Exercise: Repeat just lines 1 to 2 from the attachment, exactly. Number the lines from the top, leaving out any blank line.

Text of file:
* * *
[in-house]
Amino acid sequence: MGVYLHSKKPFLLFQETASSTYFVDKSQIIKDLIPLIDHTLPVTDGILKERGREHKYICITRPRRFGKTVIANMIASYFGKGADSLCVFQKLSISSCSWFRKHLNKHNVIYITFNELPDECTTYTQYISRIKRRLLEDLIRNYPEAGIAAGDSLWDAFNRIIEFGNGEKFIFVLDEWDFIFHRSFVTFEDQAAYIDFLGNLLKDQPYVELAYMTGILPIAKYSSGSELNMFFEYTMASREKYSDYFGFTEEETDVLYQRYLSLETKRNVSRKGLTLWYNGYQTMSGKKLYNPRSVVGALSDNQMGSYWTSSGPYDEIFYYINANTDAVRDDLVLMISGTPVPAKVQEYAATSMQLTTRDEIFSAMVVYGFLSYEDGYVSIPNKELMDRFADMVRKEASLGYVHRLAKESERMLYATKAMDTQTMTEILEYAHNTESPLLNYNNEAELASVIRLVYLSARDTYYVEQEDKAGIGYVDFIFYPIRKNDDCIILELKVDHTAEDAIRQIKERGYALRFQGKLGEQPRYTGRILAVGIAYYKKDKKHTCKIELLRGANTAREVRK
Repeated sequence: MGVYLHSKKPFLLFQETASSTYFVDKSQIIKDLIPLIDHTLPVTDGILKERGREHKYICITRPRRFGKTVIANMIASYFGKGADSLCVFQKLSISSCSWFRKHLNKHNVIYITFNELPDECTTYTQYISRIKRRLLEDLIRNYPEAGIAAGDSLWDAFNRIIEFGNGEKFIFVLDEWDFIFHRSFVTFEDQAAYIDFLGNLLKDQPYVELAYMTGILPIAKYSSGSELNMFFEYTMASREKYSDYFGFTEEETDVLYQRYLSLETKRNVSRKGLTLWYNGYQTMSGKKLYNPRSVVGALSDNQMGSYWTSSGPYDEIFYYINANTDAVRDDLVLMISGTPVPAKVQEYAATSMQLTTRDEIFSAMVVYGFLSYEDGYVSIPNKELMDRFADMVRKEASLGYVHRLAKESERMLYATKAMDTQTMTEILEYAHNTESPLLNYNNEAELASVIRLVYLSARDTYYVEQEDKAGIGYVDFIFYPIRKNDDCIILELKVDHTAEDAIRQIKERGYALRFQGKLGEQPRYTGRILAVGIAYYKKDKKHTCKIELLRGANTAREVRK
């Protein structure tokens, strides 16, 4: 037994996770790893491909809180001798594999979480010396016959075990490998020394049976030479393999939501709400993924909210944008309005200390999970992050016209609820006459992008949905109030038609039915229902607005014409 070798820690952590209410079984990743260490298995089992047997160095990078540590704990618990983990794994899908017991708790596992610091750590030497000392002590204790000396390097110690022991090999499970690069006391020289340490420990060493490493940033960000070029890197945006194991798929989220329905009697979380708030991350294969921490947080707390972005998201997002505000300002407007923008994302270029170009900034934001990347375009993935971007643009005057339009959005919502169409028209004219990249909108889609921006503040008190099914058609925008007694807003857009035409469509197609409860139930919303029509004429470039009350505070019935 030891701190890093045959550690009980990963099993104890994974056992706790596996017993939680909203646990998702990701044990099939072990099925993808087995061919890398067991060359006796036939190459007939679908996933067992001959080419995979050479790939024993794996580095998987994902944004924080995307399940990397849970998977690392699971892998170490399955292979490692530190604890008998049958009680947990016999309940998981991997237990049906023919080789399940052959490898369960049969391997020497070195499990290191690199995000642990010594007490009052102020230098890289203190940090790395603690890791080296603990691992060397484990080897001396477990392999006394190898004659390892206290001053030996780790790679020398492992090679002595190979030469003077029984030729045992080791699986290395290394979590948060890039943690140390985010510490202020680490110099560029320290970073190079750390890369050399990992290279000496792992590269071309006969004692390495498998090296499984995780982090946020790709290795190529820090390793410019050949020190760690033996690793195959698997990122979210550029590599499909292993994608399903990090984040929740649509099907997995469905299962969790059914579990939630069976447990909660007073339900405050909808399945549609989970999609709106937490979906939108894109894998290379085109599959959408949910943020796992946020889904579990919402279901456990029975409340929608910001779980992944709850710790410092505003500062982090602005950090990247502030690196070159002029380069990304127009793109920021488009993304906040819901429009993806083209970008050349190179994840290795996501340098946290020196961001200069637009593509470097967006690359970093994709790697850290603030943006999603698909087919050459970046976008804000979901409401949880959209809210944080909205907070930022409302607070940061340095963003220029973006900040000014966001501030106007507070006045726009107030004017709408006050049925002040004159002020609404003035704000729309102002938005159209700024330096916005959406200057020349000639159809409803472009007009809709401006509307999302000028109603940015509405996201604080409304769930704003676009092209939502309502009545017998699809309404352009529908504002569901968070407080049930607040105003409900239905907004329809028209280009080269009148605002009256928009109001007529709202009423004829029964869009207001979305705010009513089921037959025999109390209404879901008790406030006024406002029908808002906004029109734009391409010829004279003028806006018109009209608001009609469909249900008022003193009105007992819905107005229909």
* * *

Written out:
[in-house]
Amino acid sequence: MGVYLHSKKPFLLFQETASSTYFVDKSQIIKDLIPLIDHTLPVTDGILKERGREHKYICITRPRRFGKTVIANMIASYFGKGADSLCVFQKLSISSCSWFRKHLNKHNVIYITFNELPDECTTYTQYISRIKRRLLEDLIRNYPEAGIAAGDSLWDAFNRIIEFGNGEKFIFVLDEWDFIFHRSFVTFEDQAAYIDFLGNLLKDQPYVELAYMTGILPIAKYSSGSELNMFFEYTMASREKYSDYFGFTEEETDVLYQRYLSLETKRNVSRKGLTLWYNGYQTMSGKKLYNPRSVVGALSDNQMGSYWTSSGPYDEIFYYINANTDAVRDDLVLMISGTPVPAKVQEYAATSMQLTTRDEIFSAMVVYGFLSYEDGYVSIPNKELMDRFADMVRKEASLGYVHRLAKESERMLYATKAMDTQTMTEILEYAHNTESPLLNYNNEAELASVIRLVYLSARDTYYVEQEDKAGIGYVDFIFYPIRKNDDCIILELKVDHTAEDAIRQIKERGYALRFQGKLGEQPRYTGRILAVGIAYYKKDKKHTCKIELLRGANTAREVRK